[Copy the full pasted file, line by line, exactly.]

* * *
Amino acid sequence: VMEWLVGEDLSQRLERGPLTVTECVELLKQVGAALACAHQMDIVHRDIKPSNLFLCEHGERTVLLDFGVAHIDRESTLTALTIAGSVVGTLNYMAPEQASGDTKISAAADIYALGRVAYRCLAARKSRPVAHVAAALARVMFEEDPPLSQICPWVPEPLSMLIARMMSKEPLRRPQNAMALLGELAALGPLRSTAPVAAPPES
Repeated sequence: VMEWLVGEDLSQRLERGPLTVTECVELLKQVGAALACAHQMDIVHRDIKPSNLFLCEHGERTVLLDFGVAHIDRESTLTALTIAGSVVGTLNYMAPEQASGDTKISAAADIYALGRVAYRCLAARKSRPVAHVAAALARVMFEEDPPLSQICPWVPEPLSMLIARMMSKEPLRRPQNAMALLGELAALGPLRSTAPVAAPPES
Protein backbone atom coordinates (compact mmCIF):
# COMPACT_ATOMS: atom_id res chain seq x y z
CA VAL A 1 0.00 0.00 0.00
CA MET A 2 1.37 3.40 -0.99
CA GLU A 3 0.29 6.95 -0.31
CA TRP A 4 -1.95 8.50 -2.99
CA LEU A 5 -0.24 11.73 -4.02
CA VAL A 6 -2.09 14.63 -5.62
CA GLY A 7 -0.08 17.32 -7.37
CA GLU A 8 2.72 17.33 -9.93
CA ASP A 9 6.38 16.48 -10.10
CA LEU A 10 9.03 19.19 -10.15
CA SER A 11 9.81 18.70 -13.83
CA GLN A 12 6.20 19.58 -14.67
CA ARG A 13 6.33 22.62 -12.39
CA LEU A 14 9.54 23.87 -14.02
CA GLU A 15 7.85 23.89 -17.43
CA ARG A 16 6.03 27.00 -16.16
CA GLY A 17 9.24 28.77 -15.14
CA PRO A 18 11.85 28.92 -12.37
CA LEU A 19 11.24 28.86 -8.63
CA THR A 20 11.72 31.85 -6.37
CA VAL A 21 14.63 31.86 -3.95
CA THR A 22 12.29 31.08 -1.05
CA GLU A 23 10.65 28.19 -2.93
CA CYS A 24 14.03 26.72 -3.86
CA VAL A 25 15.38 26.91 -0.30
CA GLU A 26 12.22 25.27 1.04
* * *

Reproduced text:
Amino acid sequence: VMEWLVGEDLSQRLERGPLTVTECVELLKQVGAALACAHQMDIVHRDIKPSNLFLCEHGERTVLLDFGVAHIDRESTLTALTIAGSVVGTLNYMAPEQASGDTKISAAADIYALGRVAYRCLAARKSRPVAHVAAALARVMFEEDPPLSQICPWVPEPLSMLIARMMSKEPLRRPQNAMALLGELAALGPLRSTAPVAAPPES
Repeated sequence: VMEWLVGEDLSQRLERGPLTVTECVELLKQVGAALACAHQMDIVHRDIKPSNLFLCEHGERTVLLDFGVAHIDRESTLTALTIAGSVVGTLNYMAPEQASGDTKISAAADIYALGRVAYRCLAARKSRPVAHVAAALARVMFEEDPPLSQICPWVPEPLSMLIARMMSKEPLRRPQNAMALLGELAALGPLRSTAPVAAPPES
Protein backbone atom coordinates (compact mmCIF):
# COMPACT_ATOMS: atom_id res chain seq x y z
CA VAL A 1 0.00 0.00 0.00
CA MET A 2 1.37 3.40 -0.99
CA GLU A 3 0.29 6.95 -0.31
CA TRP A 4 -1.95 8.50 -2.99
CA LEU A 5 -0.24 11.73 -4.02
CA VAL A 6 -2.09 14.63 -5.62
CA GLY A 7 -0.08 17.32 -7.37
CA GLU A 8 2.72 17.33 -9.93
CA ASP A 9 6.38 16.48 -10.10
CA LEU A 10 9.03 19.19 -10.15
CA SER A 11 9.81 18.70 -13.83
CA GLN A 12 6.20 19.58 -14.67
CA ARG A 13 6.33 22.62 -12.39
CA LEU A 14 9.54 23.87 -14.02
CA GLU A 15 7.85 23.89 -17.43
CA ARG A 16 6.03 27.00 -16.16
CA GLY A 17 9.24 28.77 -15.14
CA PRO A 18 11.85 28.92 -12.37
CA LEU A 19 11.24 28.86 -8.63
CA THR A 20 11.72 31.85 -6.37
CA VAL A 21 14.63 31.86 -3.95
CA THR A 22 12.29 31.08 -1.05
CA GLU A 23 10.65 28.19 -2.93
CA CYS A 24 14.03 26.72 -3.86
CA VAL A 25 15.38 26.91 -0.30
CA GLU A 26 12.22 25.27 1.04